Archives for posts with tag: Culture
Beer - Women's Drink of Choice

Beer – Women’s Drink of Choice

Beer would probably never have been considered as a girly drink in the past. However, it is the third favorite drink in the world after water and tea. But is it only men who drink beer?

In Germany – especially here in Bamberg area – we drink a lot of beer. And „we“ includes us women too. The beer culture is so interwoven with our lifestyle that we basically grow up with beer. I had my first sip of beer when I was a little girl and at first I didn’t like it. The taste was strong and bitter. A kind of taste that many women don’t appreciate in the beginning. However, due to the integration of beer in our everyday life and especially our leisure time one does not get around that taste. And the more you try it, the better you can relate to it. Faster than you know it you might even learn to love it.

This is probably the reason why more and more women – including me – gladly order a bottle of nice cold beer in a bar instead of an overly sweetened and expensive cocktail or longdrink. The wide variety of beer types offers a diverse choice. There is Ale, Wheat beer, Pilsner, Lager, Bock, and so on. Our St. ERHARD beer is a Kellerbier (cellar beer) which belongs to the catgeory of Lager beers. The taste of St. ERHARD beer is even more appealing to women because it has a rather malty taste and is therefore not as bitter as other beers in the market. I personally also really like the smaller 0,33l bottles because it gives you just enough time to finish the beer before it warms up in your hands.

Many women here in Germany also drink Radler. Radler is a mixture of one half lemonade and one half beer. This drink is especially nice in the summer when an entire beer might tire you and the mixture with lemonade is a refreshing alternative.

So never hesitate to try new things – it could be your new favorite!

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Aline Bruckner at St. ERHARD GmbH in Bamberg

Aline Bruckner at St. ERHARD GmbH in Bamberg

My name is Aline Bruckner and today, on my first day at St. ERHARD GmbH, I want to start with this blog post introducing myself. I was born in Bamberg and have been living here for most of my life. After finishing my bachelor’s degree in Furtwangen which is in the Black Forest. Last year I moved back to Bamberg to pursue my further studies.

Due to my Franconian background, I grew up with this strong beer culture that Bamberg and its surroundings has to offer. I first got to try the taste of beer in my early childhood, as it is such a big part of our everday life here. When I got older I soon discovered to enjoy the occasional beer along with meals or just for rejuvenational purposes.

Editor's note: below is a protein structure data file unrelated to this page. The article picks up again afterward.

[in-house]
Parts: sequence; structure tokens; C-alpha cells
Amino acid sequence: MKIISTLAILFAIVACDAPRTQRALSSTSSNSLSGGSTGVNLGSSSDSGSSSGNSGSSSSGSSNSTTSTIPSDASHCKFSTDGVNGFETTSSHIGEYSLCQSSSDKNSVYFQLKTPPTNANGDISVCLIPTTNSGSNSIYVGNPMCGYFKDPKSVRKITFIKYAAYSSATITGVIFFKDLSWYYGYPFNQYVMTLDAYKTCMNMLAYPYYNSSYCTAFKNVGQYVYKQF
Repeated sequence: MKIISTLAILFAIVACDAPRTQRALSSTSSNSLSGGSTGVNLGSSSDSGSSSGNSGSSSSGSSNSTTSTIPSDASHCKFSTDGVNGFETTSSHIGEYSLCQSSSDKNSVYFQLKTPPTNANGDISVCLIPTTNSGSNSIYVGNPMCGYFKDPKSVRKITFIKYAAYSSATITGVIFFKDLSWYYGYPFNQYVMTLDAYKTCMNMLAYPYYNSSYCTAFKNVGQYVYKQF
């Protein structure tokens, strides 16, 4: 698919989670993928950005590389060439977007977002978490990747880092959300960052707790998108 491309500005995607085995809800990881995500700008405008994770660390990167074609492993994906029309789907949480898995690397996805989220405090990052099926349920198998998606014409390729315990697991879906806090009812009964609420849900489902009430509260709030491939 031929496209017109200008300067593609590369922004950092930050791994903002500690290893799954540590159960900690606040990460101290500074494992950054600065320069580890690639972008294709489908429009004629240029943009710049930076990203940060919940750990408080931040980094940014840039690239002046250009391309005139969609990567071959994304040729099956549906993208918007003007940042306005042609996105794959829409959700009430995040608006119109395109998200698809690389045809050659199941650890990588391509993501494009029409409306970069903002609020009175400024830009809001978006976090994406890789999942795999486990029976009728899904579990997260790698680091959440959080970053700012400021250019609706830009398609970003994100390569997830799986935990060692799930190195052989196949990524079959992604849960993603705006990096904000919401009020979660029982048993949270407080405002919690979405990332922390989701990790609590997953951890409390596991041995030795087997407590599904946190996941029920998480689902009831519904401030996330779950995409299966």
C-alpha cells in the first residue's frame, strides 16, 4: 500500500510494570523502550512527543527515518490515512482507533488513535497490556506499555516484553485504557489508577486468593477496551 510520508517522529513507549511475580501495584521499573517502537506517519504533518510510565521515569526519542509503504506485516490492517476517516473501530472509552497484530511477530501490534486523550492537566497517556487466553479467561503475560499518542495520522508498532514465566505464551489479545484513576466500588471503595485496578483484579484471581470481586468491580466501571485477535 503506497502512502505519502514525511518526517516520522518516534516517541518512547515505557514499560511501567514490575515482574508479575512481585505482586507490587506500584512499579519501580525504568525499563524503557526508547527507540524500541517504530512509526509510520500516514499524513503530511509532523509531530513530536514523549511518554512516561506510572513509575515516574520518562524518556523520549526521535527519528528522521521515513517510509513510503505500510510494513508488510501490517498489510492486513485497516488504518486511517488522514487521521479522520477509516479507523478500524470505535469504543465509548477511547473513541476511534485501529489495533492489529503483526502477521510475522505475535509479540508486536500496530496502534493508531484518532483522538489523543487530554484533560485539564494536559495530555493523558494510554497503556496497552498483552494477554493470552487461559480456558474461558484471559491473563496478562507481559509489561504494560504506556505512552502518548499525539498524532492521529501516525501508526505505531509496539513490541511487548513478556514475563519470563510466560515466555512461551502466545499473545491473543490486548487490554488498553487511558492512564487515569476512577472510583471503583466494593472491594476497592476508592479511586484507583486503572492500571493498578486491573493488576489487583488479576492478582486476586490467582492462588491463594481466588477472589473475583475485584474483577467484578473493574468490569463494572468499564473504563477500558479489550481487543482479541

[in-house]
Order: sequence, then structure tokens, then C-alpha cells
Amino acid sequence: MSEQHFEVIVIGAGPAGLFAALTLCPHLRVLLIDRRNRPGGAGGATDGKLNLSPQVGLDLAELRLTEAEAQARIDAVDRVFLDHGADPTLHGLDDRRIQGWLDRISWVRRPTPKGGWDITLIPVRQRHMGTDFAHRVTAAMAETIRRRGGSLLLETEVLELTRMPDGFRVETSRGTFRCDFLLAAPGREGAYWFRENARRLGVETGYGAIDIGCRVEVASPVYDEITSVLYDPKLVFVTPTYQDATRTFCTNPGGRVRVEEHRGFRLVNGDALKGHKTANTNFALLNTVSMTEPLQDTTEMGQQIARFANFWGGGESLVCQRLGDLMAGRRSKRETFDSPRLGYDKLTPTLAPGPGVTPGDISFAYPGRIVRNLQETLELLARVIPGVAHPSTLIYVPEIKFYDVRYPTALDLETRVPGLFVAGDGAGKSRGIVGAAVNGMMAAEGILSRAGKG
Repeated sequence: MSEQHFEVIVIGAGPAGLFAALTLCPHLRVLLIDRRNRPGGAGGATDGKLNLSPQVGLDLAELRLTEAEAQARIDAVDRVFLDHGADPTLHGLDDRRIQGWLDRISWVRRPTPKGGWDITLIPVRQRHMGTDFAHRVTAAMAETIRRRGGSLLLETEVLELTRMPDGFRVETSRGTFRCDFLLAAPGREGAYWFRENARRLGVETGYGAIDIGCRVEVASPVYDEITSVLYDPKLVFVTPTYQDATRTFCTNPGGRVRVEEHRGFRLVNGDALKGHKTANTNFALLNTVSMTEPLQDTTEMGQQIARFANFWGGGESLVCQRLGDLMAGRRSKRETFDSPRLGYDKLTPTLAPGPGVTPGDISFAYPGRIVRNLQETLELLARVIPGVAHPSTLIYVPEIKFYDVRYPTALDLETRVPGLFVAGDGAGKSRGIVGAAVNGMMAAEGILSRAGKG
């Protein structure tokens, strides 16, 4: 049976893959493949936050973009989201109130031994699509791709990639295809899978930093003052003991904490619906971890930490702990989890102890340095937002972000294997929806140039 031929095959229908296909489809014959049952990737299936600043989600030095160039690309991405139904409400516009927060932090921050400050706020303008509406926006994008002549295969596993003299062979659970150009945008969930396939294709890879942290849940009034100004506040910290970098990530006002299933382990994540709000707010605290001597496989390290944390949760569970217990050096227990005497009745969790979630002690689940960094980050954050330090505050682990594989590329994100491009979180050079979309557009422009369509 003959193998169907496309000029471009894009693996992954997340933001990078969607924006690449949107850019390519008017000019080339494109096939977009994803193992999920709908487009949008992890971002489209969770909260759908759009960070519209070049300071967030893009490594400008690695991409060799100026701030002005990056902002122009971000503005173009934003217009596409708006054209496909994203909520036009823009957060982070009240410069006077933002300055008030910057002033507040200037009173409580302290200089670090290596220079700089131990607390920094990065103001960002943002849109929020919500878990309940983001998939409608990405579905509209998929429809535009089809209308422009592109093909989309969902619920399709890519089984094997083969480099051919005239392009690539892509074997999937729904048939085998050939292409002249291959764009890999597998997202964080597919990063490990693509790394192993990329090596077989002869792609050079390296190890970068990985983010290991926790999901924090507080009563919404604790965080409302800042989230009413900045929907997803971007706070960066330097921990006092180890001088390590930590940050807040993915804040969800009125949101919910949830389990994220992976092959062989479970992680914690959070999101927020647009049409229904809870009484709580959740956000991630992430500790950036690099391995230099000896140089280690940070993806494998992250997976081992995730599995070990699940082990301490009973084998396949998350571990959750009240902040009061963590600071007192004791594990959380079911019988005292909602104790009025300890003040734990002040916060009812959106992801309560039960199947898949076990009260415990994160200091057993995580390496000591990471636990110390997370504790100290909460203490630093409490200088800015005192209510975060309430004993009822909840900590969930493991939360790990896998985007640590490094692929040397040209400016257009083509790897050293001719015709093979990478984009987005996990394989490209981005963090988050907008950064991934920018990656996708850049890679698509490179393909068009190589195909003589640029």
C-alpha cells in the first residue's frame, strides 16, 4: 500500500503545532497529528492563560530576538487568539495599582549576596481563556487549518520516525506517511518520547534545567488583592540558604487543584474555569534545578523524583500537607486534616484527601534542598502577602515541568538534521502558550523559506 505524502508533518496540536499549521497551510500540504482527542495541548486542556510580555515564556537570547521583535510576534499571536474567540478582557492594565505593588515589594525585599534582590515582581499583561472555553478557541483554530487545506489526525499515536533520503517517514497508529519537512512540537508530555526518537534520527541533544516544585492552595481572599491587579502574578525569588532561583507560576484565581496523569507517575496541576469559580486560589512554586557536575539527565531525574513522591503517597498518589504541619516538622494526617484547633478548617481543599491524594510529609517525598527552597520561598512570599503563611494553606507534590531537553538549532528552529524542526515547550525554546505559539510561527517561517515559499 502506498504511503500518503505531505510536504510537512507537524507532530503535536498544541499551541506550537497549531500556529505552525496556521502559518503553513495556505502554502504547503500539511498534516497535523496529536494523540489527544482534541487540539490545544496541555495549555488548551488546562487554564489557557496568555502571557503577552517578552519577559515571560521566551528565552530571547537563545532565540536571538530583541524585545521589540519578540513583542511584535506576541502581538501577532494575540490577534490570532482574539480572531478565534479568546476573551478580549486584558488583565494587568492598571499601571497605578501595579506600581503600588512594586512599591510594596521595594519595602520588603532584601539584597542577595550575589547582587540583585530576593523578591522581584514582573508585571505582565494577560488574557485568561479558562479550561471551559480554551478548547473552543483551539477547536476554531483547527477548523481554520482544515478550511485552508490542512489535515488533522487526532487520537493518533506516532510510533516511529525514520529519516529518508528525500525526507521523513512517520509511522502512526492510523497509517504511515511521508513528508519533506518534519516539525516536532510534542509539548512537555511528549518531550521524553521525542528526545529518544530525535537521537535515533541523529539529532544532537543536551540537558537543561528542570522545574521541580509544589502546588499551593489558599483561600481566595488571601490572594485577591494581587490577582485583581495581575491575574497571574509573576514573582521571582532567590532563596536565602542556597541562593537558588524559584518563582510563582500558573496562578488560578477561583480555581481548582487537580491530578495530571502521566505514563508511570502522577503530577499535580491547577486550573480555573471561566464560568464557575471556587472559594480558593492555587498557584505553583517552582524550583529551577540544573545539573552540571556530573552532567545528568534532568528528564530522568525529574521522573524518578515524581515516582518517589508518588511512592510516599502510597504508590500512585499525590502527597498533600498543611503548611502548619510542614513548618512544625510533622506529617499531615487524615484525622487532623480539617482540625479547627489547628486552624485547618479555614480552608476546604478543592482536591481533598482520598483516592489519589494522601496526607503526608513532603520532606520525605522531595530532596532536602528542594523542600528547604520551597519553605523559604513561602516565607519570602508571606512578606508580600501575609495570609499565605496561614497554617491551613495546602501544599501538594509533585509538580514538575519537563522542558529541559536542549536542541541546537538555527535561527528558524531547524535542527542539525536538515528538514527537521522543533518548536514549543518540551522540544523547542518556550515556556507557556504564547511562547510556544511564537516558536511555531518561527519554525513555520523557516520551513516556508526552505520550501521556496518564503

Beer is not just an alcoholic beverage, but also a pivotal part of our society and lifestyle. When I heard about St. ERHARD beer, it quickly caught my interest and I was able to connect with this brand and its mission to internationally spread Franconian beer culture.

So as of today, I am starting my internship at St. ERHARD which I am really excited about. I hope to be able to transmit a German view concerning the beer culture and of course particularly about St. ERHARD beer. Therefore, I will keep being in contact with you through my blog posts in addition to Rahul’s posts which are already there on the blog. I will also be writing in German and will focus more on the local perspective with Rahul focusing on global aspects.

So feel free to ask and comment below in case of further queries. I will be looking forward to hearing from you!

St. ERHARD celebrating Holi

St. ERHARD celebrating Holi

Holi is a festival which is not only celebrated in India but also in many other parts of the world. People try to forget their personal grudges by throwing colors at each other and embrace everyone with warmth. Different colors signify happiness & joy of being together. This is a festival enjoyed by all kinds of age groups in India. From an infant to an adult, are seen singing, dancing and all covered with different colors.

Holi is usually taken as an announcement of the arrival of spring and the passing of winter season. Days before Holi, markets in India get all flooded by colors of every kind. Buying these colors seems as one is bringing the joy and happiness to their homes and also in their lives. During this festival, one can easily get away by saying ”Don’t Mind, It’s Holi” which means practices which might be considered offensive are usually allowed as people are in a mood to have fun and it’s all taken light heartedly and in a teasing and fun filled manner.

Today with this blog post, I will take you all through a brief history of why Holi is celebrated and what it signifies. “Holi” word derives from the name Holika who was the sister of the mythical king Hiranya Kashipu, who at that time commanded everyone to worship him. But his little son Prahlad refused to do so and instead chose to become the devotee of Lord Vishnu, the Hindu God.